4. My philosophy is : as long as they handle their money responsibly (like saving) I do not charge them rent. I have 2 conditions: One is a year before they get married, they have to live on their own (this way they learn to manage, money, food and expenses) and the other is they have to move out at 30 years old. So far my oldest did that and is grateful for it. His wife does not coddle him and he is a better husband for it. My other son hasn’t reached the magic age of 30 yet, but he is planning on buying a house soon. I hope that this plan is to have my sons be independent and be better husbands for it.

    1. That sounds very reasonable to me. I agree with you that responsible money management is crucial and probably is a more important lesson to learn than just moving out. I know that living on one’s own is a tremendously useful thing to do and I have no doubt it makes him a better husband. I’m so glad Jason had a few years on his own before we moved in together because otherwise it would get frustrating needing to teach him how a household runs.

  5. I don’t think that moving out is the only way to become independent. I’m 20 and still live at home with my mother. Apart from next year, when I’m spending a year studying abroad, I will live at home until I finish my degree in 2016. I pay for rent and groceries, do most of the cooking and my fair share of the cleaning. Just because a young adult lives at home it doesn’t mean they are lazy or immature.

    I don’t want to sound condescending but when I think about my circle of friends at college, I feel a lot more mature than many of them who go out drinking and max out their overdrafts. When my mother was in hospital with a life-threatening medical condition for nearly three months last year, I ran the household, paid the bills and took care all the everyday stuff of independent adult life. I was my mother’s caregiver before and after she came home from the hospital. I took a leave of absence from university in order to look after her.

    I think that whole experience has taught me more independence and given me more life experience than being made to move out at the age of 18. So, while I definitely agree with you that adult children should not be allowed to live at home simply because they are lazy, what is right for one person isn’t always right for another. I didn’t feel ready to move out as soon as I turned 18.

    1. I hear you. Good for you for taking care of your mother and running the household. Your situation, though, is different than the ones I was picturing in my post. You’re obviously mature, capable, and organized, which is the opposite of the “twelve-year-olds in thirty-year-old bodies” that I’m talking about. My frustration is primarily with lack of responsibility and lack of desire to discover independence. Yes, adulthood might be scary for some, but it’s also great. Learning how to run a household is very important work, so you’re miles ahead of many others your age, I’m sure.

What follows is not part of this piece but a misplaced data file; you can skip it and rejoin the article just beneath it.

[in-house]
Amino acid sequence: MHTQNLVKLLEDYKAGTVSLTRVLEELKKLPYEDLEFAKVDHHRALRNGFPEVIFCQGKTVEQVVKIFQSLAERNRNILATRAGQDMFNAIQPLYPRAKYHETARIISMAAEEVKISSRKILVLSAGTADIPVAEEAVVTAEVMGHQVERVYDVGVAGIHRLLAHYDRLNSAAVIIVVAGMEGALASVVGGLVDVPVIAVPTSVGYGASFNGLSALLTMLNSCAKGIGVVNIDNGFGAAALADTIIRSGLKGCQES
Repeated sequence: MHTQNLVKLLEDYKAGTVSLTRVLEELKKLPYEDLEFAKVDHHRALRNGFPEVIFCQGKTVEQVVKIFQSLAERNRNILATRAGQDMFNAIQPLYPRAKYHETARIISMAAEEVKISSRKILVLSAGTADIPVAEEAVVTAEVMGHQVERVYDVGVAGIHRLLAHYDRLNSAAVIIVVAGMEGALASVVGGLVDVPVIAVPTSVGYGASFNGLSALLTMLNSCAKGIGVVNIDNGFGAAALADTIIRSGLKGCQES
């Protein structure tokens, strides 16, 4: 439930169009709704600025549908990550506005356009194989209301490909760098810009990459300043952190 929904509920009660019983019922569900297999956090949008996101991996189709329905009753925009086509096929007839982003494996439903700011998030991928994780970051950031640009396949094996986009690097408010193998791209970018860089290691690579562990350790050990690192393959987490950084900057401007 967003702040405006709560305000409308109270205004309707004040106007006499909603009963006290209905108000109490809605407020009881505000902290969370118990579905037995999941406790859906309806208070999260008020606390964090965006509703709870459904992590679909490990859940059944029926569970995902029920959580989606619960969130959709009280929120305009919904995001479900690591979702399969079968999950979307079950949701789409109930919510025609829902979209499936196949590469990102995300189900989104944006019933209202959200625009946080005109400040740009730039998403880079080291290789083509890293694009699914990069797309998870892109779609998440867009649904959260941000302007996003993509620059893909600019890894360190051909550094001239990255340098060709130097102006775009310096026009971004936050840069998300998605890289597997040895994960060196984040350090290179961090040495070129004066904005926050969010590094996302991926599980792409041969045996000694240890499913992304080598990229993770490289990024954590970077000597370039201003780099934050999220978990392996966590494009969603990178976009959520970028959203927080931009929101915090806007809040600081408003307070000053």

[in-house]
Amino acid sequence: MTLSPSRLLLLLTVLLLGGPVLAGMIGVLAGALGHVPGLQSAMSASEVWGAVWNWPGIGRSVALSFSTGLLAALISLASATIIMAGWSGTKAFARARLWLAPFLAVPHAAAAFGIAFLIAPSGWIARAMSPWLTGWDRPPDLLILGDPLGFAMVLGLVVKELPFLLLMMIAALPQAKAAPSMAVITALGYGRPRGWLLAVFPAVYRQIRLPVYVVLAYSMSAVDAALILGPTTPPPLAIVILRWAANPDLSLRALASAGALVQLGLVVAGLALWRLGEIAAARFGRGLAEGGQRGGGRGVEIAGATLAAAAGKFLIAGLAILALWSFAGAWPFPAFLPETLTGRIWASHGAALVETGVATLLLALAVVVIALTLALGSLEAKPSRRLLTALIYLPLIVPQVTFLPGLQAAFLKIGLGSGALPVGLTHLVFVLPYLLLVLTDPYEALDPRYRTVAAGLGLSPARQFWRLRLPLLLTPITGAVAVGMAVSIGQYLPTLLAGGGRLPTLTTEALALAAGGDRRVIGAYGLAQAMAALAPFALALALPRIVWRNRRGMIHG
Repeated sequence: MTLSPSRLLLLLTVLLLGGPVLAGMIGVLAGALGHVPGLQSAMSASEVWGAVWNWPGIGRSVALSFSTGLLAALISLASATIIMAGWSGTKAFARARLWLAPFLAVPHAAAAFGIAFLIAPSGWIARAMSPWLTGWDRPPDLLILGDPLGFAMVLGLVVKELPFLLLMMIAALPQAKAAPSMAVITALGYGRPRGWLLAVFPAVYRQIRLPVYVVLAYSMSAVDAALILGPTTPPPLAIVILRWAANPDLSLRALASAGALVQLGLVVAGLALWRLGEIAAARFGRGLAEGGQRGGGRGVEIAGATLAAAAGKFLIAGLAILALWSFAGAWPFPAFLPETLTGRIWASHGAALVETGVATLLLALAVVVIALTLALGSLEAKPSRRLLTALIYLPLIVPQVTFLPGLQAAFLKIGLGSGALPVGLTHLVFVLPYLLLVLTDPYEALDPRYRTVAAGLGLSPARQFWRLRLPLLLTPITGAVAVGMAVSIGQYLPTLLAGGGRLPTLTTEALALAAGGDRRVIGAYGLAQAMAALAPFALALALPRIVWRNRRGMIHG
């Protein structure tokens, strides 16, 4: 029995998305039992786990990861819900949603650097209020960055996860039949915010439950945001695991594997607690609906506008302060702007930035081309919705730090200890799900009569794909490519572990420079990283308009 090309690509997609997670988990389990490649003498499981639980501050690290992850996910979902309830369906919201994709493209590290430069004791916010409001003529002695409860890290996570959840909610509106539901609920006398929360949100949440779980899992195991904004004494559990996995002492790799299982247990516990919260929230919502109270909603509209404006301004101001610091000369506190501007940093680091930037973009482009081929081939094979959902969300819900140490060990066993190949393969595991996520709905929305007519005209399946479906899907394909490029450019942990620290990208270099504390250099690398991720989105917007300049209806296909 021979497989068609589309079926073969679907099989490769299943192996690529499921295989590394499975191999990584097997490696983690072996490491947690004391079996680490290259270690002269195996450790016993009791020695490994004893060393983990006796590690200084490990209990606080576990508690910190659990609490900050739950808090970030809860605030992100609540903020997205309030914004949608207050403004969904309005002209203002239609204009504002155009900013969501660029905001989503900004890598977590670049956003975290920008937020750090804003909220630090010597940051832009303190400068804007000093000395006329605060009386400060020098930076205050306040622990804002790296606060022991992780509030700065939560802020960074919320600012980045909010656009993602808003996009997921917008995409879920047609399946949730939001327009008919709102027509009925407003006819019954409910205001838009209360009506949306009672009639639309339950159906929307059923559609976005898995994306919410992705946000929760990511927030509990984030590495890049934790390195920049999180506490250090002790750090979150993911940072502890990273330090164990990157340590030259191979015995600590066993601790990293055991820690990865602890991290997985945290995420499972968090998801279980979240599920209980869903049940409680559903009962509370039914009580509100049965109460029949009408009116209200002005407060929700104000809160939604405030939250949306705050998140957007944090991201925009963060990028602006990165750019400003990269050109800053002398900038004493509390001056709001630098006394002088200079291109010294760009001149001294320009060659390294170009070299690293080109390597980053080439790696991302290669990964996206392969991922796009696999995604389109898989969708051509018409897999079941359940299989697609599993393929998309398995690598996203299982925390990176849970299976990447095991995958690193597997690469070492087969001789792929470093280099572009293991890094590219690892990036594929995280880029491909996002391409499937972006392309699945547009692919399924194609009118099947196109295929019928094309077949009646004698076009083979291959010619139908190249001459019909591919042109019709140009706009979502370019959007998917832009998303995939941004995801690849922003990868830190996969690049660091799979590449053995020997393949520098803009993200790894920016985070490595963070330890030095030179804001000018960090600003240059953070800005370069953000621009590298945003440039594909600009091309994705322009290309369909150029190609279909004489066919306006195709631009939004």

1. Thank you for your reply. Sorry if I sounded a bit defensive in my comment!
        I think you make extremely valid points about the lack of responsibility. Sometimes I find it hard to relate to some of my friends (and maybe they find it hard to relate to me) because their parents do everything for them whereas the past couple of years have really shaken me up and then set me down a whole lot wiser.

  6. My parents have 6 children and are poor. After we each got a job after university (part-time or full-time job, didn’t matter), they charged us each a very small nominal monthly amount when we lived in their home. Probably more related to food cost that we would consume. But still, it was just a little reminder, we were adults and had to be accountable and contribute somehow. And a reminder, we really should have our own place.

    Now, if the adult child contributes regularily to housework, errands several times per week (outside of their own bedroom), it would be also a consideration plus maybe a small nominal monthly amount. I think rent is a very hard term and a lot of money …especially if the recent university grad, is trying to pay off a large student debt meaning in thousands of dollars (and they haven’t gone off to Europe during their school years. It astounds me how students can just take off like that when they are also in debt..).

  7. I’ve heard one tactic from my manager who is a mother of 2 adult children in their mid-20’s: when they complain the fridge lacks food, she responds: Well, go to the store and buy some groceries.

    She deliberately will not buy a whack of groceries until she gets cooperation